Dances with trees

It's not the size of your chopper...

It’s not the size of your chopper…

On this day, 12 August, Helena Barbara Dance swung an axe at a tree. And for the most part, that is all most people know about her. First, let’s look at the account as given, very woodenly (see what we did there?), by Charles ‘Rapist’ Fremantle:

The Lieutenant Governor made up his mind to establish a town up the Swan River to be called Perth and to lay the first stone of it on the King’s birthday the 12 August 1829. There being no stone contiguous for our purpose to celebrate the commencement of the new town, Mrs Dance cut down a tree, fired volleys, made speeches and gave several cheers, naming the town Perth according to the wishes of Sir George Murray.

Although Fremantle says Helena cut down the tree herself, Alexander Collie downplayed her role saying she only “gave the first blow”.

And George Pitt Morison didn’t like a woman doing too much manly work either. So in 1929 he paints a bloke waiting to the side ready to finish the job after Helena has tapped the tree with her tiny axe.

We know she was intrepid. It is often claimed Helena was only present because all the other women were giving birth. But that’s not what was said at the time. Hubby William said she was the only female brave enough to leave Garden Island and venture into a ‘savage land’. By which he meant it was full of savages.

The pregnancy excuse was invented by later generations who didn’t want to think their great-great grandmothers were anything other than bold explorers.

And now it gets odd. William Dance has a different description of the foundation of Perth:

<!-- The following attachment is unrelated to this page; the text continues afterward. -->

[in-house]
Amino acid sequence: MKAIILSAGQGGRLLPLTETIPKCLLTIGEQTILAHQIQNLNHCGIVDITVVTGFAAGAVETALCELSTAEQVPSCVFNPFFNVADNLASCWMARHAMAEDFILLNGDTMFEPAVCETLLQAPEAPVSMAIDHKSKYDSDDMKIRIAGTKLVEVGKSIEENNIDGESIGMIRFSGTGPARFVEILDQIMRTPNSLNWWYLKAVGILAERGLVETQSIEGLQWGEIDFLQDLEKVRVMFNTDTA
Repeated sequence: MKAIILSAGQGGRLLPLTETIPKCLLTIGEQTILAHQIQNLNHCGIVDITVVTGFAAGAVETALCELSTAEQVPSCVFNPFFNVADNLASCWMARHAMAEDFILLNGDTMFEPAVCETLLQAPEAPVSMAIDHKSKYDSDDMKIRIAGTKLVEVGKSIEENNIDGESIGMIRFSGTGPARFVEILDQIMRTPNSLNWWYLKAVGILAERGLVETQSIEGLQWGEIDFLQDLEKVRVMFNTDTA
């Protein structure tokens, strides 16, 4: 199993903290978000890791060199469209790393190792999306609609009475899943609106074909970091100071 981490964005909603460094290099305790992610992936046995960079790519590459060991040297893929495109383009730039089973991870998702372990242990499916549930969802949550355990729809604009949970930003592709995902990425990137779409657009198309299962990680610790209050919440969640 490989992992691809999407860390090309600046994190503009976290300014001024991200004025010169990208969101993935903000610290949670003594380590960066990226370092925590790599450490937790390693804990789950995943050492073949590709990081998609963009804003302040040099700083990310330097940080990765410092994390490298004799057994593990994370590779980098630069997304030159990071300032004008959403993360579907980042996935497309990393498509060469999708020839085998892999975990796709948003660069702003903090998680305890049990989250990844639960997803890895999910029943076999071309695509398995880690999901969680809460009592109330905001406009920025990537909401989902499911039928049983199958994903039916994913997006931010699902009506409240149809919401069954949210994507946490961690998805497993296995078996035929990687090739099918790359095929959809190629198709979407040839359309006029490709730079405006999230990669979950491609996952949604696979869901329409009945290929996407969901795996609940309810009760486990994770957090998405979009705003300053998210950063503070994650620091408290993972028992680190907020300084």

By the bye, the laying of the first stone of this town, which took place on August 12, and on which occasion we made as much noise and rejoicing as our limited means would allow, was done by Mrs. Dance.

So Fremantle and Dance disagree on whether or not there were any stones. Perhaps Helena’s husband was being metaphorical. Or had a really bad memory.

The Dances were forced to leave Perth in 1832 when they had to escort James ‘Young Brides’ Stirling back to England so he could desperately try to salvage his failing colony, and the couple never returned.

After living in England and France, Helena died in 1863, never knowing how much her brief moment of fame would later be celebrated.

Incidentally, Dodgy Perth is sceptical about the alleged box made from Mrs Dance’s tree which was miraculously found by the Queen of England herself in a junk shop and gifted back to WA in the 1930s. When a story is too good to be true, it’s always too good to be true. One day we hope the real story about this box will be uncovered.


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